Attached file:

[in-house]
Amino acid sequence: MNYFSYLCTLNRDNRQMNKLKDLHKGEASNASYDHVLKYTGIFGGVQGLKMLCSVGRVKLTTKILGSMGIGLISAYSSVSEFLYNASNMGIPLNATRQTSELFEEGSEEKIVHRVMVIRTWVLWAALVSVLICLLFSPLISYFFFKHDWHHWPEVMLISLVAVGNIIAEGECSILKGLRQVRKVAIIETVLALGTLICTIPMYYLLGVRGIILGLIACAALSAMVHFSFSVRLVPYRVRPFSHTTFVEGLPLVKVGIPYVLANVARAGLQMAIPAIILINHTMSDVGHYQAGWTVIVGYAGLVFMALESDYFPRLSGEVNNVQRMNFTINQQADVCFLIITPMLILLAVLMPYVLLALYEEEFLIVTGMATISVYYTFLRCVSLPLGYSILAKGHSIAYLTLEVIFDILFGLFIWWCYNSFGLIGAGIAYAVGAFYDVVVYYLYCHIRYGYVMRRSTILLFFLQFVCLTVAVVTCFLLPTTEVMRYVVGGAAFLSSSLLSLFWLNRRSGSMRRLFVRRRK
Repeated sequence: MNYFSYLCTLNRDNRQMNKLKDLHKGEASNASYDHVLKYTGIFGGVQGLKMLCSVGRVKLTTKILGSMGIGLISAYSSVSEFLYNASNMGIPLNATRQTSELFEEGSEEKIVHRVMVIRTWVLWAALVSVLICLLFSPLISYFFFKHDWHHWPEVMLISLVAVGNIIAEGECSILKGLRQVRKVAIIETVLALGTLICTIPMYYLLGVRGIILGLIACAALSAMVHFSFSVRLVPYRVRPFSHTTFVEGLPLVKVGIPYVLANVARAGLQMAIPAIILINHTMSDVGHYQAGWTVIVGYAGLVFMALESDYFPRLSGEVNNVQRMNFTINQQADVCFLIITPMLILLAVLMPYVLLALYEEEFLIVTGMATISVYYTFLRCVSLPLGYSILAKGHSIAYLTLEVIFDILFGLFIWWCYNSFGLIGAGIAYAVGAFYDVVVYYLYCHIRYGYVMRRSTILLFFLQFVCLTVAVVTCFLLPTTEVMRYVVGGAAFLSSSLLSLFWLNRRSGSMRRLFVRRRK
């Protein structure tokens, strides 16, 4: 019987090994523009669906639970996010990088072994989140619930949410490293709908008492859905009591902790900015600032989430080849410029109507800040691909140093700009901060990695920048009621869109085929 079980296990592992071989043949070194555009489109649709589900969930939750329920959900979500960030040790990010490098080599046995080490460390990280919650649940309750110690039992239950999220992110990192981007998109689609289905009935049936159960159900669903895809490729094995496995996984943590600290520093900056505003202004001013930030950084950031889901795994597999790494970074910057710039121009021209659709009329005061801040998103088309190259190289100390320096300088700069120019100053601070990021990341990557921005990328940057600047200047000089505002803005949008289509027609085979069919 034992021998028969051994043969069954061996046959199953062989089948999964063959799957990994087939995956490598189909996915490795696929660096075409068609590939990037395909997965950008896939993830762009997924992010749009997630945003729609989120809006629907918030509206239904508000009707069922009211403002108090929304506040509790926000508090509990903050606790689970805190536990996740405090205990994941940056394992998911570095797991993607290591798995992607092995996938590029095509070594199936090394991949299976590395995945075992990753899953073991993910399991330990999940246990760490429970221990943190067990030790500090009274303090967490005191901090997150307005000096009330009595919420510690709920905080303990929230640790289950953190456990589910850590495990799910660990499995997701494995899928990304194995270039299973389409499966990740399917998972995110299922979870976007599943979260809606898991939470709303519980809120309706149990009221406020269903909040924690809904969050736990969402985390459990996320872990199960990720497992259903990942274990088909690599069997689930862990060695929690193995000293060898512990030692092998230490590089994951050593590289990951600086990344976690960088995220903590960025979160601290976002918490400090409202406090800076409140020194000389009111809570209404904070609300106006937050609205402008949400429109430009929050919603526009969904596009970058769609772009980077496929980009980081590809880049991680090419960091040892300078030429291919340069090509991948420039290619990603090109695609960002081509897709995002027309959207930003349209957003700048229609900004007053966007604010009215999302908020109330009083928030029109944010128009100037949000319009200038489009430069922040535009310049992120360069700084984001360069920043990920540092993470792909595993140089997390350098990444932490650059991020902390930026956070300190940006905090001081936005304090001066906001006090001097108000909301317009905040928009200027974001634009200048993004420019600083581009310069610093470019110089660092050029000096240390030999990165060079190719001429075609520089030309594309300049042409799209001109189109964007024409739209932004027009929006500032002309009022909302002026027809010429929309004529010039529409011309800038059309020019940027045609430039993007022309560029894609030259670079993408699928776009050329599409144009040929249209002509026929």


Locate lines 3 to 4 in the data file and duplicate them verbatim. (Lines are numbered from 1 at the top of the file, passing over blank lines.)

Repeated sequence: MNYFSYLCTLNRDNRQMNKLKDLHKGEASNASYDHVLKYTGIFGGVQGLKMLCSVGRVKLTTKILGSMGIGLISAYSSVSEFLYNASNMGIPLNATRQTSELFEEGSEEKIVHRVMVIRTWVLWAALVSVLICLLFSPLISYFFFKHDWHHWPEVMLISLVAVGNIIAEGECSILKGLRQVRKVAIIETVLALGTLICTIPMYYLLGVRGIILGLIACAALSAMVHFSFSVRLVPYRVRPFSHTTFVEGLPLVKVGIPYVLANVARAGLQMAIPAIILINHTMSDVGHYQAGWTVIVGYAGLVFMALESDYFPRLSGEVNNVQRMNFTINQQADVCFLIITPMLILLAVLMPYVLLALYEEEFLIVTGMATISVYYTFLRCVSLPLGYSILAKGHSIAYLTLEVIFDILFGLFIWWCYNSFGLIGAGIAYAVGAFYDVVVYYLYCHIRYGYVMRRSTILLFFLQFVCLTVAVVTCFLLPTTEVMRYVVGGAAFLSSSLLSLFWLNRRSGSMRRLFVRRRK
């Protein structure tokens, strides 16, 4: 019987090994523009669906639970996010990088072994989140619930949410490293709908008492859905009591902790900015600032989430080849410029109507800040691909140093700009901060990695920048009621869109085929 079980296990592992071989043949070194555009489109649709589900969930939750329920959900979500960030040790990010490098080599046995080490460390990280919650649940309750110690039992239950999220992110990192981007998109689609289905009935049936159960159900669903895809490729094995496995996984943590600290520093900056505003202004001013930030950084950031889901795994597999790494970074910057710039121009021209659709009329005061801040998103088309190259190289100390320096300088700069120019100053601070990021990341990557921005990328940057600047200047000089505002803005949008289509027609085979069919 034992021998028969051994043969069954061996046959199953062989089948999964063959799957990994087939995956490598189909996915490795696929660096075409068609590939990037395909997965950008896939993830762009997924992010749009997630945003729609989120809006629907918030509206239904508000009707069922009211403002108090929304506040509790926000508090509990903050606790689970805190536990996740405090205990994941940056394992998911570095797991993607290591798995992607092995996938590029095509070594199936090394991949299976590395995945075992990753899953073991993910399991330990999940246990760490429970221990943190067990030790500090009274303090967490005191901090997150307005000096009330009595919420510690709920905080303990929230640790289950953190456990589910850590495990799910660990499995997701494995899928990304194995270039299973389409499966990740399917998972995110299922979870976007599943979260809606898991939470709303519980809120309706149990009221406020269903909040924690809904969050736990969402985390459990996320872990199960990720497992259903990942274990088909690599069997689930862990060695929690193995000293060898512990030692092998230490590089994951050593590289990951600086990344976690960088995220903590960025979160601290976002918490400090409202406090800076409140020194000389009111809570209404904070609300106006937050609205402008949400429109430009929050919603526009969904596009970058769609772009980077496929980009980081590809880049991680090419960091040892300078030429291919340069090509991948420039290619990603090109695609960002081509897709995002027309959207930003349209957003700048229609900004007053966007604010009215999302908020109330009083928030029109944010128009100037949000319009200038489009430069922040535009310049992120360069700084984001360069920043990920540092993470792909595993140089997390350098990444932490650059991020902390930026956070300190940006905090001081936005304090001066906001006090001097108000909301317009905040928009200027974001634009200048993004420019600083581009310069610093470019110089660092050029000096240390030999990165060079190719001429075609520089030309594309300049042409799209001109189109964007024409739209932004027009929006500032002309009022909302002026027809010429929309004529010039529409011309800038059309020019940027045609430039993007022309560029894609030259670079993408699928776009050329599409144009040929249209002509026929």